A colored dot moves horizontally over a patterned black-and-white background. When you look straight at it, you see it accurately. But if you glance at it from the corner of your eye, the dot suddenly appears to glide diagonally. This animated illusion by vision scientist Stuart Anstis of the University of California, San Diego, demonstrates the different roles of central and peripheral vision. “In central vision, we see the positions of objects very precisely, whether they are stationary or moving,” Anstis says. “Peripheral vision is very good at picking up movement. That's why we wave to attract a friend's attention in a crowded airport.” But the outskirts of our gaze are not well suited to detecting positions. In this illusion, position and motion distort each other.

Anstis's striking creation has implications for everyday life. “When we drive, our wide-angle vision detects targets lying way out in our periphery. It's important to turn our gaze toward moving peripheral targets, to avoid the weird perceptual distortions demonstrated in my illusion,” he says.

See two versions of it at http://illusionoftheyear.com/2012/the-colored-dot-peripheral-vs-central-vision

Quirks of Peripheral Vision, Part 2

Vision scientists Steven Thurman and Hongjing Lu of U.C.L.A. created a human figure out of disks known as Gabor patches, which are striped circular or oval patterns with blurry edges. The figure appears to walk to the left when you view it directly. But wait! If you look away the figure suddenly seems to change direction and walk to the right. The direction reversal is created by a disconnect. Thurman and Lu positioned the disks to represent a person walking to the right, despite the overall leftward shift created by the motion within the disks. Our central vision does not pick up the subtle rightward-moving walking cues, but super-motion-sensitive peripheral vision grasps them at once and integrates them into our perception of the object's trajectory.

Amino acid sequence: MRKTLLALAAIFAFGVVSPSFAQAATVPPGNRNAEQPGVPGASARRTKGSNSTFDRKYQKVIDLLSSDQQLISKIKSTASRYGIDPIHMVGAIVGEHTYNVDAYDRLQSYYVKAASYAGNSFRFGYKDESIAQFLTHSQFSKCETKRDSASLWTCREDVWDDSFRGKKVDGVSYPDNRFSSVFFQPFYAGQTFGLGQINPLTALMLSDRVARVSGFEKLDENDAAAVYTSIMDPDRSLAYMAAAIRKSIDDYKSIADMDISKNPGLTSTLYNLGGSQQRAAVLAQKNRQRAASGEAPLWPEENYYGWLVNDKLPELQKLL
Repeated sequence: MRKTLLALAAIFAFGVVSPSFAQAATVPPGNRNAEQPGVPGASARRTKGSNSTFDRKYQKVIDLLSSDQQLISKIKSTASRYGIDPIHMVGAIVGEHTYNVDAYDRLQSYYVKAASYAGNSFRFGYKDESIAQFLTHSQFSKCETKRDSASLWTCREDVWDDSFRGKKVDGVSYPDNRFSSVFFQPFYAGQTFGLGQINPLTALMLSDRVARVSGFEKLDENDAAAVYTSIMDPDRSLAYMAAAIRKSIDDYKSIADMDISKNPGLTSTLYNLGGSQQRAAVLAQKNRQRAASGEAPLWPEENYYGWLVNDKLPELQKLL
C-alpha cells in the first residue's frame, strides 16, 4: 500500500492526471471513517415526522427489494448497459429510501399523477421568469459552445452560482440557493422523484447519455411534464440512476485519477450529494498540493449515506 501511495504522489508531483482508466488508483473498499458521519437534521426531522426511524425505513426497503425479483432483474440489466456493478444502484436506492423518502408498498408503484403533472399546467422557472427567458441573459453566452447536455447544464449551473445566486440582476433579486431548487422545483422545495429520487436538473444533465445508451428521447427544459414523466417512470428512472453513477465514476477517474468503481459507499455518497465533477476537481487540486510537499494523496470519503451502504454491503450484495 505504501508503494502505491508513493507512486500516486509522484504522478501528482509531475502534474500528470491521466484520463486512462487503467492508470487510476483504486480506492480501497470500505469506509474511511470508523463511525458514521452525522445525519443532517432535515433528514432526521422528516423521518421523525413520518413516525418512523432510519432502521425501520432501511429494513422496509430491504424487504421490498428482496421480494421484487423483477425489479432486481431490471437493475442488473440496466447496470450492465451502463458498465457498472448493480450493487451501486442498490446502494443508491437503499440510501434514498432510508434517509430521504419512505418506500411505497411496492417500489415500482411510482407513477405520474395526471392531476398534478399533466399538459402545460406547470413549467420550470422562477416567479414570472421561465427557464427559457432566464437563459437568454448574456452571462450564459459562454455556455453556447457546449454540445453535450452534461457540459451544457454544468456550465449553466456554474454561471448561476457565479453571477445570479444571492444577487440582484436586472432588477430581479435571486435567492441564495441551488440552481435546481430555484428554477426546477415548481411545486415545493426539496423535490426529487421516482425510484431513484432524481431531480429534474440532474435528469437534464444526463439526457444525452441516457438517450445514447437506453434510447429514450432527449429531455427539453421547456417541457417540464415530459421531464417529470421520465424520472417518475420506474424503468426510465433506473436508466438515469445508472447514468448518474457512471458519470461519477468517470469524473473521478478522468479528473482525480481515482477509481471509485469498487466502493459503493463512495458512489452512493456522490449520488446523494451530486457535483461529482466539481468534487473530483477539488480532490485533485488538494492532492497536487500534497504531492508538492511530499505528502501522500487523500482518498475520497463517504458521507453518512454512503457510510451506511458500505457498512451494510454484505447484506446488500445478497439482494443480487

Take a gander at the ambiguous walker at http://illusionoftheyear.com/2012/peripheral-action-phantom-illusion and go to http://illusionoftheyear.com/finalists_2012/thurman/dancing.mov to see it dancing out of the corner of your eye.

Channeling Escher

M. C. Escher, the iconic Dutch graphic artist, created etchings of water rolling uphill from his remarkable intuition that human perception assembles the whole of an image out of a multitude of little parts. Neuroscience research has proved Escher right: we now know that the visual system puts together the global perception of a scene from many local relations among object features. As a result, tiny mistakes that are too small to detect locally (and that occur in the real world rarely, if ever) can add up across space to become major mistakes at the global level, and voilà!—you have an impossible image.